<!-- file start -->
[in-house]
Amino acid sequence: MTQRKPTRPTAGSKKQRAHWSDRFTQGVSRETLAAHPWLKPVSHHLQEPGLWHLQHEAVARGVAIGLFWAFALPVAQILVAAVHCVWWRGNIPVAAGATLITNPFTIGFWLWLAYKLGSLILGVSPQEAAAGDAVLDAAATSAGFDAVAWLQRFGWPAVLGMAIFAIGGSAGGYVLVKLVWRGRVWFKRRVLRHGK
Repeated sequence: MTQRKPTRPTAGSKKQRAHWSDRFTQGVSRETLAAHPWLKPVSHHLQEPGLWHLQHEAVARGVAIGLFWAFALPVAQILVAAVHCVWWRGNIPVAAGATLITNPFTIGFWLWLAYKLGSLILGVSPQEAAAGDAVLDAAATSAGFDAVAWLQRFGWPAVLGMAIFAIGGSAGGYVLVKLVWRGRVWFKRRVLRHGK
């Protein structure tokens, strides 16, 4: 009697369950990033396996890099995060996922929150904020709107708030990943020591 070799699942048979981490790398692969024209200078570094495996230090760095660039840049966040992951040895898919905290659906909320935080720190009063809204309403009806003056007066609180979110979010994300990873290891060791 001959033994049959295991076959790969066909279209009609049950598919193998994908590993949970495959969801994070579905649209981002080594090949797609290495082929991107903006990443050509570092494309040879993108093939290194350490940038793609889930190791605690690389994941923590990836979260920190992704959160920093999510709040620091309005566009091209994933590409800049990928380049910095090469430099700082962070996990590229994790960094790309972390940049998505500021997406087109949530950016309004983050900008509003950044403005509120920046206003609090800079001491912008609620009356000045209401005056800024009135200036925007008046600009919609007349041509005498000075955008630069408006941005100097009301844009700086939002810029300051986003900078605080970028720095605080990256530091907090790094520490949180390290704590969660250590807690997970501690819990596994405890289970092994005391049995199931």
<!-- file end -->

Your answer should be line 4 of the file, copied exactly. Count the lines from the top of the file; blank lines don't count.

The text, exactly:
């Protein structure tokens, strides 16, 4: 009697369950990033396996890099995060996922929150904020709107708030990943020591 070799699942048979981490790398692969024209200078570094495996230090760095660039840049966040992951040895898919905290659906909320935080720190009063809204309403009806003056007066609180979110979010994300990873290891060791 001959033994049959295991076959790969066909279209009609049950598919193998994908590993949970495959969801994070579905649209981002080594090949797609290495082929991107903006990443050509570092494309040879993108093939290194350490940038793609889930190791605690690389994941923590990836979260920190992704959160920093999510709040620091309005566009091209994933590409800049990928380049910095090469430099700082962070996990590229994790960094790309972390940049998505500021997406087109949530950016309004983050900008509003950044403005509120920046206003609090800079001491912008609620009356000045209401005056800024009135200036925007008046600009919609007349041509005498000075955008630069408006941005100097009301844009700086939002810029300051986003900078605080970028720095605080990256530091907090790094520490949180390290704590969660250590807690997970501690819990596994405890289970092994005391049995199931």